Editorial: A church in crisis, Catholics need to focus on values


The Lima News



The Catholic Church is in crisis.

The years-long scandal involving the molestation of children by priests saw Pope Francis issue a public apology last week. Then he took a softer tone against traditional church pariahs such as divorcees and homosexuals. The pope went as far as to say he is willing to void the vow of celibacy if the priests themselves want it.

While many people see Francis as a humble reformer working to make the church more relevant to the modern world, others, including traditionalists within church hierarchy, see him as a maverick who is turning his back on long-held church doctrine and traditions. Some cardinals already have called for the pontiff to resign.

All the while, the scandals regarding sexual abuse by priests continue to become public. A Pennsylvania grand jury report alleges rampant and systemic sexual abuse of children. The report charges that some 300 priests had abused more than 1,000 children over 70 years in six of the state’s eight diocese. Church officials dealt with the abuse by simply moving priests to other dioceses, which only enabled them to find new victims, the report alleges.

Many feel church officials preferred to assist and protect the accused priests instead of the people they had victimized.

Former Vatican ambassador to the United States Carlos Maria Vigano, a longtime critic of the pope, alleged that he told the pontiff of the allegations and that Francis did nothing and even aided the cover-up. The pope has refused to address the allegations.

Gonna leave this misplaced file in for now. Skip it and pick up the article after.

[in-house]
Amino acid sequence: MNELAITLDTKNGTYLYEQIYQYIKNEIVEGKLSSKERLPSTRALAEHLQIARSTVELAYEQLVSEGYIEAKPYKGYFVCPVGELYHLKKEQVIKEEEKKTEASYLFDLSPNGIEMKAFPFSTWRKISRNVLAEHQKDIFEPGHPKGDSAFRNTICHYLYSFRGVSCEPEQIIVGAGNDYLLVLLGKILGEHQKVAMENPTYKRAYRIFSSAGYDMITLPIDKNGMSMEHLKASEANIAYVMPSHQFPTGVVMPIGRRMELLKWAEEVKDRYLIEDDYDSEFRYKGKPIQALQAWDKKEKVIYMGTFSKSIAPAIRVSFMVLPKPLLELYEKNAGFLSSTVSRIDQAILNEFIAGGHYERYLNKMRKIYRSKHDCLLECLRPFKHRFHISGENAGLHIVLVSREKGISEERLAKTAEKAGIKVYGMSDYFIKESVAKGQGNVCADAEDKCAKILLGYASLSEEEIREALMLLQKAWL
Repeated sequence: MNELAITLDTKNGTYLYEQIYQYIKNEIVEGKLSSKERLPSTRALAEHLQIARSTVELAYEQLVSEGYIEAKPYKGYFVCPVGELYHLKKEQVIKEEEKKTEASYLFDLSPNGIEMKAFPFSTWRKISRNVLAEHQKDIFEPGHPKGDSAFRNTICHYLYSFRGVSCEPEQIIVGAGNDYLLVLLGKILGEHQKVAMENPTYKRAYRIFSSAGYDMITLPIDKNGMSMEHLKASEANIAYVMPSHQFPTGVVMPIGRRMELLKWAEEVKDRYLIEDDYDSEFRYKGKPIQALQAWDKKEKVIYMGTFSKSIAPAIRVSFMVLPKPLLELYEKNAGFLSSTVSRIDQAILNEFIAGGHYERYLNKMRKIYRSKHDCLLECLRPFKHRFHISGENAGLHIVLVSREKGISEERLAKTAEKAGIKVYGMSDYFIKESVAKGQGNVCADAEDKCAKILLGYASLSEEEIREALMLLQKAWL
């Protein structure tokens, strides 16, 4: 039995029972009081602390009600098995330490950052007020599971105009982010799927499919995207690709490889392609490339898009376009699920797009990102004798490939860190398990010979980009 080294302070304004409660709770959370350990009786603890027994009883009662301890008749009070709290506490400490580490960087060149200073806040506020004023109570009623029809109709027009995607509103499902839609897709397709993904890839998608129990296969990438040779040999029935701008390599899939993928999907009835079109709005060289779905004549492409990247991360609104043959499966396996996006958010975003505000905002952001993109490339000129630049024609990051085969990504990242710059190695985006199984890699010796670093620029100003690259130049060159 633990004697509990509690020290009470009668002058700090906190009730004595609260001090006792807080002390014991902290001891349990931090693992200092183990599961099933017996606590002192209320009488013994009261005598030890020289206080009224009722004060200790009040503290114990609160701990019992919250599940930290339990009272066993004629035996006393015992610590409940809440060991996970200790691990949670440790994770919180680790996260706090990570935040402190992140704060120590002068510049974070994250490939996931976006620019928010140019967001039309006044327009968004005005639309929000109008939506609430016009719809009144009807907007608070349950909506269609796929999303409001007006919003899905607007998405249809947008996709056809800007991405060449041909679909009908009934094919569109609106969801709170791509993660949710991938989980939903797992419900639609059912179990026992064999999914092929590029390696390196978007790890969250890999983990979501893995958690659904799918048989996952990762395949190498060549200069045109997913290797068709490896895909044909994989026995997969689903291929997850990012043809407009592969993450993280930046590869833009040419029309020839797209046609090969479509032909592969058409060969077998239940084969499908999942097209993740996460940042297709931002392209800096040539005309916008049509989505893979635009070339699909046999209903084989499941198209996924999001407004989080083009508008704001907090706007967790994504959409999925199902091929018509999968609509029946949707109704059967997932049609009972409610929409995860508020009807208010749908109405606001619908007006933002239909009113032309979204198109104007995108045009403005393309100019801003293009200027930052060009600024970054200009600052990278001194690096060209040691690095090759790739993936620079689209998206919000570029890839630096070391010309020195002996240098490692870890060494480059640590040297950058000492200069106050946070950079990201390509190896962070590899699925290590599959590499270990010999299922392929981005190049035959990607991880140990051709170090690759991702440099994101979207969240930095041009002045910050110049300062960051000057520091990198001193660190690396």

It’s been enough to shake the faith of the many Catholics who call Northwest Ohio home.

We are reminded, however, that while many people believe those who enter the priesthood are graced by God, they remain human, and fallible.

Although they often are seen as Christ’s representatives on Earth, the church traditionally has warned against focusing too much on individual priests. The Toledo Diocese, of which most of the Catholic parishes in the Lima region belong, routinely moves priests anywhere from four to 12 years so the congregations do not become too endeared with one priest and forget their ultimate devotion should be to Jesus Christ and His teachings.

That is a message that Catholics should consider during this time of discord within the church: The primary message of the Catholic faith remains the same, regardless of any changes in church hierarchy. That message is one of love, forgiveness and a life devoted to helping others.

We trust that local clergy are spreading that message at local parishes, and are reminded that the Catholic Church has undergone crisis and change in the past. The faithful are encouraged to pray and have faith that the issues that currently affect the church will be resolved.

God willing.

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The Lima News

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